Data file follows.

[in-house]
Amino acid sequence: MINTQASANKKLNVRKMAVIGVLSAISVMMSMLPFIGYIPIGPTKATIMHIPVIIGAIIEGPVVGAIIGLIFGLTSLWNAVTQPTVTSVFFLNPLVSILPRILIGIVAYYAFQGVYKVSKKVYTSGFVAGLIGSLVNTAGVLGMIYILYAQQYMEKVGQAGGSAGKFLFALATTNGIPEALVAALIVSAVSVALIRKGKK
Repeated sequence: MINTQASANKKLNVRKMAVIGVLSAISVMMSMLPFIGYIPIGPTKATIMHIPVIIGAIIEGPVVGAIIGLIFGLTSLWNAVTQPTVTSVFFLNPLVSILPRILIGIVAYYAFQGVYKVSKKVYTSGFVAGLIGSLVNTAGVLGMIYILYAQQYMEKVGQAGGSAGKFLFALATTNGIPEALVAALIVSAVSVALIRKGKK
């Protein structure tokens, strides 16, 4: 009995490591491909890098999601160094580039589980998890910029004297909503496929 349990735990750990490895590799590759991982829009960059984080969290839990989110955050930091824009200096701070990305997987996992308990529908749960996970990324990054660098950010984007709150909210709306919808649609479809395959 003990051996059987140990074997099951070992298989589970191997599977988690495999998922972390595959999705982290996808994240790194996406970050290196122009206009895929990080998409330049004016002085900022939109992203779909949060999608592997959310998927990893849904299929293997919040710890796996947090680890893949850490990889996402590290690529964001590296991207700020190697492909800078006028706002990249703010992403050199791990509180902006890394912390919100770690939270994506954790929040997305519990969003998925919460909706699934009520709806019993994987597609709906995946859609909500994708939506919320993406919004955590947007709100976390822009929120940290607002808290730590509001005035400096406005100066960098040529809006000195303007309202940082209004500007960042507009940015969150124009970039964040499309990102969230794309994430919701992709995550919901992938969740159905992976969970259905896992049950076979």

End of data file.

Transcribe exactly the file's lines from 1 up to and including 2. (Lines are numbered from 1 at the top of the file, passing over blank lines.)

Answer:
[in-house]
Amino acid sequence: MINTQASANKKLNVRKMAVIGVLSAISVMMSMLPFIGYIPIGPTKATIMHIPVIIGAIIEGPVVGAIIGLIFGLTSLWNAVTQPTVTSVFFLNPLVSILPRILIGIVAYYAFQGVYKVSKKVYTSGFVAGLIGSLVNTAGVLGMIYILYAQQYMEKVGQAGGSAGKFLFALATTNGIPEALVAALIVSAVSVALIRKGKK